For Married Couples: Dealing with Difficult Days November 4, 2013

Marriage is fun.  But not all the time.  Newlyweds rarely think of this when they say, “for better or for worse.”

Every young couple need this understanding and preferably before they get married!  Pastor Sexton has taught our young families that marriage is much more than the wedding.  And so it is.

Troubles come.  Difficulties arise.  Arguments (“discussions!”) happen.  The question is: how do we respond on tough days?

I have the privilege of teaching a class each Sunday of young married couples.  It is such a joy to invest in the lives of couples what others have invested in us.  We are all working through the tests of life and growing in our understanding of the Lord’s way for us.

A few days ago I showed our class the story of the two disciples on the road to Emmaus.  You remember them.  Christ had been crucified.  There is word that He has risen again but the two on the road to Emmaus have not seen Him.  Not yet at least.

Scripture tells us that one of the disciples was a man named Cleopas.  The name of his companion is not given, but many Bible teachers believe that this was a husband and wife traveling home from Jerusalem.  They are broken-hearted. Their dreams have been shattered and hope is waning.

Luke 24 details the story of Jesus joining them on the road.   They did not recognize Him.  That is often the case on difficult days; we fail to see the Lord at work right in front of us.

In this amazing story are simple principles for dealing with difficult days:

1.  Guard your conversation.

The two were talking of all that had transpired in recent days.  Jesus said that their countenances were “sad.”  The problem is that we often say things when we are discouraged that should not be said.  Discouraged people tend to speak without faith and hope.

Sometimes it is best not to speak.  Wait.  Pray.  See what God will do.  A husband can destroy the spirit of his wife.  A wife can disrupt the spirit of the home.  Parents can damage the peace of their children.  Words are powerful things.

One thing we learn is that emotion is not always sanctified and our reason is not always right.  Guard your tongue.

2.  Invite the Lord Jesus into the discussion.

There is a dramatic shift in the story when they stop talking and let the Lord speak.  He knew what needed to be said.  Only He could answer their questions and heal their wounded hearts.

Difficult days are not days to ignore the Bible.  They are days to remind ourselves of what we do know for sure.  They are days to simply ask God to teach us what He has for us to learn.  Difficult days are divine appointments.

Don’t do all of the talking.  Let God speak.

3.  Pray together.

The “aha” moment in the journey came when they sat down to supper.  By the way, have a meal together!  Don’t allow the dinner conversation to be negative.  Enjoy being with the family and be grateful for what you have.  This will help everyone.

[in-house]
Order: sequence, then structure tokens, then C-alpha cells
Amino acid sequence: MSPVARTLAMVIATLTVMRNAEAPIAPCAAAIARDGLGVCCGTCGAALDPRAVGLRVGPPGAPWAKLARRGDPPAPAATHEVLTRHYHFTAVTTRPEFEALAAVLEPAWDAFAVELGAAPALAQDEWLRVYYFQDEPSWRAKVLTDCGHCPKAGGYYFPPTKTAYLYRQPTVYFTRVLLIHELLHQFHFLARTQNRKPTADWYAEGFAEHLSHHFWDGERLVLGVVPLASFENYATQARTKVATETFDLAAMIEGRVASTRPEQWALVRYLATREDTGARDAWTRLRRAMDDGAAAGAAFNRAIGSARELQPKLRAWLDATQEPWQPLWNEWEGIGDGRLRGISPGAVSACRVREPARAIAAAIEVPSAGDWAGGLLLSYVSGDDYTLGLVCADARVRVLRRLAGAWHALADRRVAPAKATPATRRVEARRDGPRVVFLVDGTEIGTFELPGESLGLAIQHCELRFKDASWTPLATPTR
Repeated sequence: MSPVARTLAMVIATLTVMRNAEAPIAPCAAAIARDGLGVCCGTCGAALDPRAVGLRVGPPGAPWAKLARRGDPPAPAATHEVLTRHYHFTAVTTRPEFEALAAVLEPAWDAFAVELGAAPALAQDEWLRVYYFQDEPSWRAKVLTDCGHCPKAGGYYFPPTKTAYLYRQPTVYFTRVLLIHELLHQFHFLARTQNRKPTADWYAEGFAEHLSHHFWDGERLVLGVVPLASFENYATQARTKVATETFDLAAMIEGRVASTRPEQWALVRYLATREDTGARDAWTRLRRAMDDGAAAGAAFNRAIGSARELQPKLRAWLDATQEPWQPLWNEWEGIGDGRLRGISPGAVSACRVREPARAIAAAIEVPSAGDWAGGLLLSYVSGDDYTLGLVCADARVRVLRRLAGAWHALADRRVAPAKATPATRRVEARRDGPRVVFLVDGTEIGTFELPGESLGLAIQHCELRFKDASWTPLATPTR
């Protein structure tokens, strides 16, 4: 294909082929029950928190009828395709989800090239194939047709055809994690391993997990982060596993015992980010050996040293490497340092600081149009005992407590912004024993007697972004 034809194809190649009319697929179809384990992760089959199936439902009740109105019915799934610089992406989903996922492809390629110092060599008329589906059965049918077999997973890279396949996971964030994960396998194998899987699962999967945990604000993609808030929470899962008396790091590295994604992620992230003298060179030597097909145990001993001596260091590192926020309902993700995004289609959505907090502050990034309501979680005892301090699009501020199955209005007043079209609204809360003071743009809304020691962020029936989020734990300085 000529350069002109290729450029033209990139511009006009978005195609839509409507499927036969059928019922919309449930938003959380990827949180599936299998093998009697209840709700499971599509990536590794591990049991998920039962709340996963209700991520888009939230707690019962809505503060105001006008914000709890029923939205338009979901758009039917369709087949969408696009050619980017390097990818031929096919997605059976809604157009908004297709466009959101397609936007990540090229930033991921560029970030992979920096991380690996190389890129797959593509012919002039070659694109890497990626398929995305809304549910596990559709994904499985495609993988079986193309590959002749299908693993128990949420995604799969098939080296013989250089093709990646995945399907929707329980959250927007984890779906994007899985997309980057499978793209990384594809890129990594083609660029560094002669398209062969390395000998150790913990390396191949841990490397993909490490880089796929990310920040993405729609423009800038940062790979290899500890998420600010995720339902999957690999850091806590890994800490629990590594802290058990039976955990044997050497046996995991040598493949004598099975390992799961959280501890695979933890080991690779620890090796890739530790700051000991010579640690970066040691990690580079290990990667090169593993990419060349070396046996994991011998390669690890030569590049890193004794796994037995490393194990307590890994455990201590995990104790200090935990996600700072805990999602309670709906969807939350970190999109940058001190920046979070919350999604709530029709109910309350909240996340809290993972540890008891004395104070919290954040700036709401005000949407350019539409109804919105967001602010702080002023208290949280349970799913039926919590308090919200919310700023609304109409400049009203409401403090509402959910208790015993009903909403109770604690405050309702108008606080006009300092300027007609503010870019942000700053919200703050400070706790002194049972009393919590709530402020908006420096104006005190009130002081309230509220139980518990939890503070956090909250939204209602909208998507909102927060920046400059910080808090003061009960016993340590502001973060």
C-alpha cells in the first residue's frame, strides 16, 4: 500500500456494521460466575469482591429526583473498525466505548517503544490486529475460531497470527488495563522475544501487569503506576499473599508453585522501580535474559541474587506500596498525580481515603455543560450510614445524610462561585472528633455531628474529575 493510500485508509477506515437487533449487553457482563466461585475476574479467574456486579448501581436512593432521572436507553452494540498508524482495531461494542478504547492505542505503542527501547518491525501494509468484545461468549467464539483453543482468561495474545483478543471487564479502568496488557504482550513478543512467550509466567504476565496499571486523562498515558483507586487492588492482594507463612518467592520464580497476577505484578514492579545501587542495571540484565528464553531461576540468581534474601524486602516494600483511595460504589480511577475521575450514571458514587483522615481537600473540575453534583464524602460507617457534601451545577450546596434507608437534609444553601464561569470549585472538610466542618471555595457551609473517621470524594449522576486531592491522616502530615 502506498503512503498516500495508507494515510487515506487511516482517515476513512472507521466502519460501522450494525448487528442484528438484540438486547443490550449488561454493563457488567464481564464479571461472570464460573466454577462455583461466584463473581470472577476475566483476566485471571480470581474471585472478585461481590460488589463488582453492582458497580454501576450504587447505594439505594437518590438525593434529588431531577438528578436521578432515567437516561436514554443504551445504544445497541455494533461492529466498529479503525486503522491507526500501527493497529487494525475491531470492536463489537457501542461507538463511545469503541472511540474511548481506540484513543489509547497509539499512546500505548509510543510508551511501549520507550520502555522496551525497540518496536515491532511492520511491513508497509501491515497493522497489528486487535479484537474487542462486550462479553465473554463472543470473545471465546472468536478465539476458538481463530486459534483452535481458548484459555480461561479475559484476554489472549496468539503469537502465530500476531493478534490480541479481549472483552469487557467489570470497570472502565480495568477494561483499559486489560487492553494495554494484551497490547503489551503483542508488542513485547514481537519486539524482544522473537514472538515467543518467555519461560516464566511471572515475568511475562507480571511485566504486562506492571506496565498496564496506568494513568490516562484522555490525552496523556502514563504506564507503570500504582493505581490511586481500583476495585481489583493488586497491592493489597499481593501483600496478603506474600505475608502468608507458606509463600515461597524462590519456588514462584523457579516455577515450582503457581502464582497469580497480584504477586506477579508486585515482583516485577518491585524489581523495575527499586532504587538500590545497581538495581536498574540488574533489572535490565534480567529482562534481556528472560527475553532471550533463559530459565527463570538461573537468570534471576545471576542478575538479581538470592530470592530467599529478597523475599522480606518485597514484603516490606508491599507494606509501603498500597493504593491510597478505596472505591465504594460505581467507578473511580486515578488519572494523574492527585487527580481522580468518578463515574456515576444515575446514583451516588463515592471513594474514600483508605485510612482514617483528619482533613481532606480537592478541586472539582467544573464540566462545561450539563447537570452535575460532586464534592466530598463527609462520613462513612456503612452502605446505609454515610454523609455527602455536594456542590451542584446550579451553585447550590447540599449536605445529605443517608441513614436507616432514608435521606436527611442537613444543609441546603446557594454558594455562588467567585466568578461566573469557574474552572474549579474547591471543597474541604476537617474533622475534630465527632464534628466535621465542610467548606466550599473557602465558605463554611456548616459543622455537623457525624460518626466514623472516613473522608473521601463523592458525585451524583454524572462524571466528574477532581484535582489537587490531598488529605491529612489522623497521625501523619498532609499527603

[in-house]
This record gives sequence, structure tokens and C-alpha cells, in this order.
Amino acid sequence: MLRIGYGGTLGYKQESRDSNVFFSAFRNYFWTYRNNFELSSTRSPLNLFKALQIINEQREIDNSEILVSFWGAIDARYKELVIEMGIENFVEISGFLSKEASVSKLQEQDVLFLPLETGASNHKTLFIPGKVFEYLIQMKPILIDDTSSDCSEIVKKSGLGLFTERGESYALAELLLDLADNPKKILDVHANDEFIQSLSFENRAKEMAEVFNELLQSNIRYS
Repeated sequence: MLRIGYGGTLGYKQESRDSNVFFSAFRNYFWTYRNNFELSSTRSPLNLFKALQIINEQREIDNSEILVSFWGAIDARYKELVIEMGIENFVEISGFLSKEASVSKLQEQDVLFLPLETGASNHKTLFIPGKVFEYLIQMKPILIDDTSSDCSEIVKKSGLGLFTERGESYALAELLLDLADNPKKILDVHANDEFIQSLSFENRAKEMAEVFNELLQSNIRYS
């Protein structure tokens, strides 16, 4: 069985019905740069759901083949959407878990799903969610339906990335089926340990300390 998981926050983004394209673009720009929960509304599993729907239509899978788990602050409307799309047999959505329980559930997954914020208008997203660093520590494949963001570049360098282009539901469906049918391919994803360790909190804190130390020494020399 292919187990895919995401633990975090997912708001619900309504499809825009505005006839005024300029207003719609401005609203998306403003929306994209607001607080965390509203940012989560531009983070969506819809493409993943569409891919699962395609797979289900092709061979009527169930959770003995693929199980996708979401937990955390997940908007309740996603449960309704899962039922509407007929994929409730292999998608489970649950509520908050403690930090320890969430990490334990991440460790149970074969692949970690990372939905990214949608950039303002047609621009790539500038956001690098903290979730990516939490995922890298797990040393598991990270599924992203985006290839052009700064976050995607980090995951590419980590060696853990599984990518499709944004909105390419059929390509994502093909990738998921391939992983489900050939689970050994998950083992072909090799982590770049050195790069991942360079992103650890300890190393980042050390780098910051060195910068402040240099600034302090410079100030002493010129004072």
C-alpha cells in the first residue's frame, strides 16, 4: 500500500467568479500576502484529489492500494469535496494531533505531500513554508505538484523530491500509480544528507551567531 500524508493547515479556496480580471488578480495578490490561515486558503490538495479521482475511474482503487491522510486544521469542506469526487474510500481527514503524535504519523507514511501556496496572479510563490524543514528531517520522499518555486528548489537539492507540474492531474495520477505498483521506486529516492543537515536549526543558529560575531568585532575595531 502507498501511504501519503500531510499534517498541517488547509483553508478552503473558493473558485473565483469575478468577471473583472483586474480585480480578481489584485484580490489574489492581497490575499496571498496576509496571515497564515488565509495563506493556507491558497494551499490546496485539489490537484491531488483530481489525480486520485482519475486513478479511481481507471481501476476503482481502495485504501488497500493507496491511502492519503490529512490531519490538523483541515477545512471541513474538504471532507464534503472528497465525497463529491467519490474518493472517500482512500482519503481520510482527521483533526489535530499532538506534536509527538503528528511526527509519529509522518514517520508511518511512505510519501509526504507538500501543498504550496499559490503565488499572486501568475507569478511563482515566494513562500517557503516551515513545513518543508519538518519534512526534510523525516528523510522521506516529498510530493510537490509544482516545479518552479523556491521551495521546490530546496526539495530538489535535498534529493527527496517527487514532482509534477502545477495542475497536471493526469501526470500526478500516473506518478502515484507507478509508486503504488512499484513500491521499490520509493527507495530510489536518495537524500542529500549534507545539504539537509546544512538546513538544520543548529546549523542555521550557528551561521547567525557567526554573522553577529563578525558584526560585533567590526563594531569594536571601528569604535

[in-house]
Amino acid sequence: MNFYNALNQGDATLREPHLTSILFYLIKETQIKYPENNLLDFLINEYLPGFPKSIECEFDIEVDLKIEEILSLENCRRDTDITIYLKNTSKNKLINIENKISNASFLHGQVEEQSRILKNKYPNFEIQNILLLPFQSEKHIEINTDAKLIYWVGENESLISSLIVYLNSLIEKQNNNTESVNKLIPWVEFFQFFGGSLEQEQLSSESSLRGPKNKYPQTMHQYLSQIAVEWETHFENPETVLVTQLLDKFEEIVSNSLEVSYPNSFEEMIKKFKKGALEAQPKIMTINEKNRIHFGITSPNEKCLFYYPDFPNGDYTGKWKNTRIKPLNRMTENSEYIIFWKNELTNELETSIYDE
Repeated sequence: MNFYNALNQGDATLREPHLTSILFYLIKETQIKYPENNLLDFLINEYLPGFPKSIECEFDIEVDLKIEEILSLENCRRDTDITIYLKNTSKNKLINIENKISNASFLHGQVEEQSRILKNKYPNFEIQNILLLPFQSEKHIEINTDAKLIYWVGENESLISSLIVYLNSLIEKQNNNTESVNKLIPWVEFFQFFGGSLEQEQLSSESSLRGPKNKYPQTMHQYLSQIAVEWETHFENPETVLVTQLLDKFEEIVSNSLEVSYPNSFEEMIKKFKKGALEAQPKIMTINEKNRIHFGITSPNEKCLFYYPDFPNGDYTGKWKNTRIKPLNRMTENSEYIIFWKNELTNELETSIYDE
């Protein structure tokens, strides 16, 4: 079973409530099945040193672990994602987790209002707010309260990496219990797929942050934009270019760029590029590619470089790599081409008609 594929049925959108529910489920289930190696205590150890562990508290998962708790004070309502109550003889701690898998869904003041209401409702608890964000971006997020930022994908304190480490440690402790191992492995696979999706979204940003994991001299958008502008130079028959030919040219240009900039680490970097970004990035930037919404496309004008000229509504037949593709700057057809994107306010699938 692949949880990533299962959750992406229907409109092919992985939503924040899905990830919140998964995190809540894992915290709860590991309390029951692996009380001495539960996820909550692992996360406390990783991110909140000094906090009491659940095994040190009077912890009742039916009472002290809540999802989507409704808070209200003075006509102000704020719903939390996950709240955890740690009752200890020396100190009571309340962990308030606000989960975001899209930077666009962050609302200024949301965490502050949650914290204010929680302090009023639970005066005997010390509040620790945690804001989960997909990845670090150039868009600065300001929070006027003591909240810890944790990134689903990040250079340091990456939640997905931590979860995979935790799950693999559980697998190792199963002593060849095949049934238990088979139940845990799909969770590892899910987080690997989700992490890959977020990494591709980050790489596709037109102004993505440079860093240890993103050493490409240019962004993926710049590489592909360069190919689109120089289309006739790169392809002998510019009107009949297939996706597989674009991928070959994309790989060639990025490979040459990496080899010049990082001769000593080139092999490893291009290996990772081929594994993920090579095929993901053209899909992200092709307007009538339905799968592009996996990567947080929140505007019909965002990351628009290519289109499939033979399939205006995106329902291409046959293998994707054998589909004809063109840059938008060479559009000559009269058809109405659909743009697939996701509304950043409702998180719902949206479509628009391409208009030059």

In the Biblical account, Christ begins to pray for the meal.  Suddenly they knew Him.  Was it the nail pierced hands breaking the bread?  Was it the way He said, “Father”?  Was it the answer to His prayer?  I don’t know.  But the time of prayer opened their eyes.

The Lord Jesus taught that answers to prayer would come “if two of you shall agree on earth as touching any thing” (Matthew 18:19).  Prayer brings unity.  A believers greatest prayer partner should be their spouse.

When everything seems to be falling apart, join hands and pray together.  You have access to the same Father to whom Christ prayed!  As you pray, wisdom will come.  Grace will be given.  God’s peace will keep your heart and mind.

4.  Minister to others.

Christ vanishes.  The two are left alone to ponder the miracle they have just witnessed.  What a great God!  Yet instead of keeping this to themselves, they immediately make the return trip to Jerusalem to tell others.

When you are having a bad day, find someone else to encourage.  Minister to another hurting family.  God will minister to you and use you to minister to others.  Remember “the LORD turned the captivity of Job, when he prayed for his friends” (Job 42:10).

Read Luke 24 with your husband or wife and ask God to teach you how to respond on difficult days.  Remember that your response has an effect on your entire family.

I love my wife.  I love married life, but I have learned to love the Lord more.  He never changes and every day can be a good day if we keep our eyes on Him.

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  1. Marc Cheney on November 4, 2013 at 6:47 PM

    Very good, thank you for allowing God to use you for His GLORY!

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